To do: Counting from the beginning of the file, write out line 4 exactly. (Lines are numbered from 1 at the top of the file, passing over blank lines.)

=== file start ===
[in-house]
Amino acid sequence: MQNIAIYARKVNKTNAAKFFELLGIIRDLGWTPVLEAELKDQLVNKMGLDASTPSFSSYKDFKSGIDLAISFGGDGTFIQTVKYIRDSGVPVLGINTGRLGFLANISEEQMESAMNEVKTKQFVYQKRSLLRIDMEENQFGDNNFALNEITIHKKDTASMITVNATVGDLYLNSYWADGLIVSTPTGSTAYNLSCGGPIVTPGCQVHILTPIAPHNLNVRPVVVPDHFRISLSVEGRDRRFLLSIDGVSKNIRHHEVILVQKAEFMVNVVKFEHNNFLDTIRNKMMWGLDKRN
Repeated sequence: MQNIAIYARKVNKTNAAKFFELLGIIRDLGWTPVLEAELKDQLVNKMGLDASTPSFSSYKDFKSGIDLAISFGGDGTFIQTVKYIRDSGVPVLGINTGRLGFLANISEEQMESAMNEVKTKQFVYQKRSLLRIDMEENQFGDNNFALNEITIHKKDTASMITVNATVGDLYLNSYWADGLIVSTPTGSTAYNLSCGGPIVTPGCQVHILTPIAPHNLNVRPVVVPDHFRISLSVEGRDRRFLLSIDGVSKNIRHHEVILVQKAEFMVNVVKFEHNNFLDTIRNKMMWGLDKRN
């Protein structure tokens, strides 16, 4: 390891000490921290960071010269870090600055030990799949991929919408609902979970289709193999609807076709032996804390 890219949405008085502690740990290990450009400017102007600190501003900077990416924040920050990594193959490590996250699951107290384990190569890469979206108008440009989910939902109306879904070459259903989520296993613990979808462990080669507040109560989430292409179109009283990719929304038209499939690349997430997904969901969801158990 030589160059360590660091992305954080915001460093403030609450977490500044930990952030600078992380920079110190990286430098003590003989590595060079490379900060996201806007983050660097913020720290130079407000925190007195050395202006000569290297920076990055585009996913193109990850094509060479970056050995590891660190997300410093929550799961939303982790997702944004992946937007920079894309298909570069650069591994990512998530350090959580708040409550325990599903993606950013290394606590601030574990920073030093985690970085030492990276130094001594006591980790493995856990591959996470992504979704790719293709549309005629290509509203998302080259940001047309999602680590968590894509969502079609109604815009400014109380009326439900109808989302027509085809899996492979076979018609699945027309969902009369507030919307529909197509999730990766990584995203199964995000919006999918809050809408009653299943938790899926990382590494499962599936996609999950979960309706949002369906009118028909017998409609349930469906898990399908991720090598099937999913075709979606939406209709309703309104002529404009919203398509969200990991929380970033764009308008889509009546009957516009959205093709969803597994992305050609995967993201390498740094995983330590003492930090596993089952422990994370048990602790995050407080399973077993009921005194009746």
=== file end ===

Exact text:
């Protein structure tokens, strides 16, 4: 390891000490921290960071010269870090600055030990799949991929919408609902979970289709193999609807076709032996804390 890219949405008085502690740990290990450009400017102007600190501003900077990416924040920050990594193959490590996250699951107290384990190569890469979206108008440009989910939902109306879904070459259903989520296993613990979808462990080669507040109560989430292409179109009283990719929304038209499939690349997430997904969901969801158990 030589160059360590660091992305954080915001460093403030609450977490500044930990952030600078992380920079110190990286430098003590003989590595060079490379900060996201806007983050660097913020720290130079407000925190007195050395202006000569290297920076990055585009996913193109990850094509060479970056050995590891660190997300410093929550799961939303982790997702944004992946937007920079894309298909570069650069591994990512998530350090959580708040409550325990599903993606950013290394606590601030574990920073030093985690970085030492990276130094001594006591980790493995856990591959996470992504979704790719293709549309005629290509509203998302080259940001047309999602680590968590894509969502079609109604815009400014109380009326439900109808989302027509085809899996492979076979018609699945027309969902009369507030919307529909197509999730990766990584995203199964995000919006999918809050809408009653299943938790899926990382590494499962599936996609999950979960309706949002369906009118028909017998409609349930469906898990399908991720090598099937999913075709979606939406209709309703309104002529404009919203398509969200990991929380970033764009308008889509009546009957516009959205093709969803597994992305050609995967993201390498740094995983330590003492930090596993089952422990994370048990602790995050407080399973077993009921005194009746």